David worked one year at the Center of Disease Control in Atlanta, in their computer center. Near the end of his first year there he was interviewed by a representative of a new group that eventually became known as He was put in charge of designing and implementing the basic vehicle that we know as He had nine other computer people working under him.
Gary became an expert in information technology, and worked for a pharmaceutical research facility in the research triangle in Morrisville, NC. He love his work.
David married a beautiful Chinese girl and they have a daughter Vanessa now 12 years old, and a son Jason, now 8 years old. They live in Atlanta. They are a very happy family. Thank God that none of my children and grandchildren are diabetic. David is now 49 and Gary is 46. They have beautiful homes, and happy lives. Gary is still single.
When my sons were quite young I wanted to take them out west to see Yellowstone, the Grand Canyon, the canyon lands and many other interesting sites. We had a family meeting and I gave my sons a choice of the big vacation that I had explained in detail, or they could choose a computer instead. That was the first PC released by Apple, before IBM had released its PC's. My sons had no difficulty deciding. They wanted a computer. We were very short of spare cash, and we could not afford both a vacation and a computer. If they had not chosen a computer I wonder if that would have affected their futures. We were saving every bit of money that we could for their college education. Their majors in college were in computers, and their lives have revolved around computers ever since. I am happy that I gave them that choice. Rats! I really wanted to go on that vacation.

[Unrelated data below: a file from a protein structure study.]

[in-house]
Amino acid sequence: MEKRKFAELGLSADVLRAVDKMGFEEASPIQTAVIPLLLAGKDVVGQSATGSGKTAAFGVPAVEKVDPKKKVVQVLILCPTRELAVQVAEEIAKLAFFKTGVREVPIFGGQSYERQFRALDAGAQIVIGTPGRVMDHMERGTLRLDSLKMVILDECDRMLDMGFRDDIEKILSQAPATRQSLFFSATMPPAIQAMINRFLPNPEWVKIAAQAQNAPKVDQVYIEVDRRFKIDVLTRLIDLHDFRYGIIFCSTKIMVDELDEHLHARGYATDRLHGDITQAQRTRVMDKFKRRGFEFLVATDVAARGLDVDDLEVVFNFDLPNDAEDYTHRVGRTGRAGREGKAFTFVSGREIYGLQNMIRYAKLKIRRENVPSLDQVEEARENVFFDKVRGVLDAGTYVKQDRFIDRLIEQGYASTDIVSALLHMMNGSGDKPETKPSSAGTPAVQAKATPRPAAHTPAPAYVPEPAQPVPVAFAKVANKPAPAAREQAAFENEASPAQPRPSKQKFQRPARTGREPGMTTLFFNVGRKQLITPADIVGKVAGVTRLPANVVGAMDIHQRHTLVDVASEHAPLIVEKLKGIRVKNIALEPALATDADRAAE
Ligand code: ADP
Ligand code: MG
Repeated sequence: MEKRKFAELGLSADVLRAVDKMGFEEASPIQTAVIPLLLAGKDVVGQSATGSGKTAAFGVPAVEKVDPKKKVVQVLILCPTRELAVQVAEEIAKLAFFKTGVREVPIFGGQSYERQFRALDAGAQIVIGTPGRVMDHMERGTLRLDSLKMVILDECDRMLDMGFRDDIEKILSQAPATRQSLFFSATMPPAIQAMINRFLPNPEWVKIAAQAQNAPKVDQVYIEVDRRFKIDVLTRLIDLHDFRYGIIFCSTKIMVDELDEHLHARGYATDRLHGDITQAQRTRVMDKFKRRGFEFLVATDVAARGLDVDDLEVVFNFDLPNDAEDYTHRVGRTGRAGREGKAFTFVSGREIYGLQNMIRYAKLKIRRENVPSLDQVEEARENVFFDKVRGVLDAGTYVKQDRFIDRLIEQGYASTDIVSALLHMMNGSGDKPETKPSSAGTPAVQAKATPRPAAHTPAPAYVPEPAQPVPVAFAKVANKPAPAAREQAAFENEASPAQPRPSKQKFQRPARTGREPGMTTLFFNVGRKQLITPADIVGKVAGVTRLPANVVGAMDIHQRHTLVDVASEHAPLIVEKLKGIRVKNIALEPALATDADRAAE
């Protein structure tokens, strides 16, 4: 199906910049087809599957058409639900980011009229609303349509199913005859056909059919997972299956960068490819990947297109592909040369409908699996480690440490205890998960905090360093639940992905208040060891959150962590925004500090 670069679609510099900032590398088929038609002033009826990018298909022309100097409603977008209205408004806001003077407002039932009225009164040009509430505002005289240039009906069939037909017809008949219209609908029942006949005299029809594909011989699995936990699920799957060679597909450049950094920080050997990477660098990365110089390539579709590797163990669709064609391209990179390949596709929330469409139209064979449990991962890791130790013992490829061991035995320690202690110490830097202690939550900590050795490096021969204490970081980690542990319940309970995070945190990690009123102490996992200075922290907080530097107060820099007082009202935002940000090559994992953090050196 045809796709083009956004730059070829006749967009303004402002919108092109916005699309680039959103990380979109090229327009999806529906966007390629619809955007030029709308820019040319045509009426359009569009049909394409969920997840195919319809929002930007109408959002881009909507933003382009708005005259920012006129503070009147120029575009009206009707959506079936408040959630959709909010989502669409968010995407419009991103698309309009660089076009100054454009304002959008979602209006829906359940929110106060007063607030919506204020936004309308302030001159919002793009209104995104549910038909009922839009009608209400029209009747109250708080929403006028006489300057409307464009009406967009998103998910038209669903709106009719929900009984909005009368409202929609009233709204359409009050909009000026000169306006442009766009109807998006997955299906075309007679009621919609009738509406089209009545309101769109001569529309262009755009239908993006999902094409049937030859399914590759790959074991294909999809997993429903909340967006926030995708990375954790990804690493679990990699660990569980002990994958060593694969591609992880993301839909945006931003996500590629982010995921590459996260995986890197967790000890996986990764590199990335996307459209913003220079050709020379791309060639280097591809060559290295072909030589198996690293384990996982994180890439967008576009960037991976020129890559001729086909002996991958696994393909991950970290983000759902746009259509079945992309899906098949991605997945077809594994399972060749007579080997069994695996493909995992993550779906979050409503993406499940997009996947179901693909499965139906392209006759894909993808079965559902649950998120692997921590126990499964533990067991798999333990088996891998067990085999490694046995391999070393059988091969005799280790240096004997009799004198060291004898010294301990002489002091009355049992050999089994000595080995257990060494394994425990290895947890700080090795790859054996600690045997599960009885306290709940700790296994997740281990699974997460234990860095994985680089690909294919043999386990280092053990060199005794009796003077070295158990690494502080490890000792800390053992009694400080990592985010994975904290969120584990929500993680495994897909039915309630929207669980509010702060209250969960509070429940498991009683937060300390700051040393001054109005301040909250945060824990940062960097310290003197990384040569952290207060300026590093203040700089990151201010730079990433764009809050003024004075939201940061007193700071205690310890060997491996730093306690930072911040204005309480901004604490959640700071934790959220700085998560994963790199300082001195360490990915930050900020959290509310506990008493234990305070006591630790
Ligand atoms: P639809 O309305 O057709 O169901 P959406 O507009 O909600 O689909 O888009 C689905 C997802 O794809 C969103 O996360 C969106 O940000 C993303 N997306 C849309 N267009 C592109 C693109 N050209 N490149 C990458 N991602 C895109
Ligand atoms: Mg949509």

David and his bride-to-be in 1999; Uncle Gary holding Vanessa in 2003; Anita holding Jason in 2007.

Sunday, January 31, 2016

Advice for Parents of T1D's